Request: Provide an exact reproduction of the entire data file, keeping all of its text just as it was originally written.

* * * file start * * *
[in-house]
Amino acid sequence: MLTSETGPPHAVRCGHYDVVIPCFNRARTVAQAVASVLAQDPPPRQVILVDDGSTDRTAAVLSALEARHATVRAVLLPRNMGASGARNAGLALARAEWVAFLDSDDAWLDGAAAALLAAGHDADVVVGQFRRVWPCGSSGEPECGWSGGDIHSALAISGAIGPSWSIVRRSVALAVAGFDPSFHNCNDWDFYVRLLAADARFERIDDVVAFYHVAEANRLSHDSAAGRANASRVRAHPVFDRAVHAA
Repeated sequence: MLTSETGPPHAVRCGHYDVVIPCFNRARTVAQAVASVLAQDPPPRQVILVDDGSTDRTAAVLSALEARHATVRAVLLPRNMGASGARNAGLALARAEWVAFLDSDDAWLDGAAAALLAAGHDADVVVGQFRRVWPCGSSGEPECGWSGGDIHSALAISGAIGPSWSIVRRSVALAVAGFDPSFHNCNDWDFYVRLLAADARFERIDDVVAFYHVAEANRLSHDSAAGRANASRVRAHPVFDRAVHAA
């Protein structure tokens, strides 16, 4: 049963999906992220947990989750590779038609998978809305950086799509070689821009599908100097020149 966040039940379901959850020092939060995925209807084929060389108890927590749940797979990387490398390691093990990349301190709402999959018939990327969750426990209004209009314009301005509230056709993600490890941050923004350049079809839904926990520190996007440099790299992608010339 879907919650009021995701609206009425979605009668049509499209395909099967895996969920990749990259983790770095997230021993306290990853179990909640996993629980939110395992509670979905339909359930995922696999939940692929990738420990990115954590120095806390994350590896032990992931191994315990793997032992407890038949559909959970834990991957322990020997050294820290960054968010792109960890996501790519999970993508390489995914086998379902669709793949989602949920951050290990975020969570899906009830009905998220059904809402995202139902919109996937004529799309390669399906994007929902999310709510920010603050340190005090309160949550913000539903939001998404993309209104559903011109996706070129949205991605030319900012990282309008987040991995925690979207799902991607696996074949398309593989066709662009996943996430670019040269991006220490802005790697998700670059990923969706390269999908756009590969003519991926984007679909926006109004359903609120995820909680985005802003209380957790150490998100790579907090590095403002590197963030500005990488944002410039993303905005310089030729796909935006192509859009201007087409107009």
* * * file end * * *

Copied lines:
[in-house]
Amino acid sequence: MLTSETGPPHAVRCGHYDVVIPCFNRARTVAQAVASVLAQDPPPRQVILVDDGSTDRTAAVLSALEARHATVRAVLLPRNMGASGARNAGLALARAEWVAFLDSDDAWLDGAAAALLAAGHDADVVVGQFRRVWPCGSSGEPECGWSGGDIHSALAISGAIGPSWSIVRRSVALAVAGFDPSFHNCNDWDFYVRLLAADARFERIDDVVAFYHVAEANRLSHDSAAGRANASRVRAHPVFDRAVHAA
Repeated sequence: MLTSETGPPHAVRCGHYDVVIPCFNRARTVAQAVASVLAQDPPPRQVILVDDGSTDRTAAVLSALEARHATVRAVLLPRNMGASGARNAGLALARAEWVAFLDSDDAWLDGAAAALLAAGHDADVVVGQFRRVWPCGSSGEPECGWSGGDIHSALAISGAIGPSWSIVRRSVALAVAGFDPSFHNCNDWDFYVRLLAADARFERIDDVVAFYHVAEANRLSHDSAAGRANASRVRAHPVFDRAVHAA
């Protein structure tokens, strides 16, 4: 049963999906992220947990989750590779038609998978809305950086799509070689821009599908100097020149 966040039940379901959850020092939060995925209807084929060389108890927590749940797979990387490398390691093990990349301190709402999959018939990327969750426990209004209009314009301005509230056709993600490890941050923004350049079809839904926990520190996007440099790299992608010339 879907919650009021995701609206009425979605009668049509499209395909099967895996969920990749990259983790770095997230021993306290990853179990909640996993629980939110395992509670979905339909359930995922696999939940692929990738420990990115954590120095806390994350590896032990992931191994315990793997032992407890038949559909959970834990991957322990020997050294820290960054968010792109960890996501790519999970993508390489995914086998379902669709793949989602949920951050290990975020969570899906009830009905998220059904809402995202139902919109996937004529799309390669399906994007929902999310709510920010603050340190005090309160949550913000539903939001998404993309209104559903011109996706070129949205991605030319900012990282309008987040991995925690979207799902991607696996074949398309593989066709662009996943996430670019040269991006220490802005790697998700670059990923969706390269999908756009590969003519991926984007679909926006109004359903609120995820909680985005802003209380957790150490998100790579907090590095403002590197963030500005990488944002410039993303905005310089030729796909935006192509859009201007087409107009």